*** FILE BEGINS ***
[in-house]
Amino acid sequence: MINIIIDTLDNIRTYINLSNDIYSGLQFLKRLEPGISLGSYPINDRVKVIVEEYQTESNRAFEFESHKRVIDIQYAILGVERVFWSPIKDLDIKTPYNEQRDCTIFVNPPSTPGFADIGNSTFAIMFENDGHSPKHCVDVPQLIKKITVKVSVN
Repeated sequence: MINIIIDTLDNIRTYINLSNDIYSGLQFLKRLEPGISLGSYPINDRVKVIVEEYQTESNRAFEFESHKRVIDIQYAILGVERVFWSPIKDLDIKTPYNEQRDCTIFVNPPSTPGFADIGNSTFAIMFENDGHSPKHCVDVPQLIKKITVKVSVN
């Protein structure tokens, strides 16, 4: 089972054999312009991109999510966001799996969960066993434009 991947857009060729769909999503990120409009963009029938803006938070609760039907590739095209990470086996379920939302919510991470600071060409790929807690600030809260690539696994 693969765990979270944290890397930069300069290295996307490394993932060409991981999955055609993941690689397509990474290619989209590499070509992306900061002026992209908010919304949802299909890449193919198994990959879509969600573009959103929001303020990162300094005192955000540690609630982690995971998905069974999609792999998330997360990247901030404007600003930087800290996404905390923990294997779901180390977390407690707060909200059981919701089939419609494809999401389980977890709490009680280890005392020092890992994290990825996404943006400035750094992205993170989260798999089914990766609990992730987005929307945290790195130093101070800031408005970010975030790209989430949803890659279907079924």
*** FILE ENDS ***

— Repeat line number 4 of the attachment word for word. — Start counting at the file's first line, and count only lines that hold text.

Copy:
């Protein structure tokens, strides 16, 4: 089972054999312009991109999510966001799996969960066993434009 991947857009060729769909999503990120409009963009029938803006938070609760039907590739095209990470086996379920939302919510991470600071060409790929807690600030809260690539696994 693969765990979270944290890397930069300069290295996307490394993932060409991981999955055609993941690689397509990474290619989209590499070509992306900061002026992209908010919304949802299909890449193919198994990959879509969600573009959103929001303020990162300094005192955000540690609630982690995971998905069974999609792999998330997360990247901030404007600003930087800290996404905390923990294997779901180390977390407690707060909200059981919701089939419609494809999401389980977890709490009680280890005392020092890992994290990825996404943006400035750094992205993170989260798999089914990766609990992730987005929307945290790195130093101070800031408005970010975030790209989430949803890659279907079924």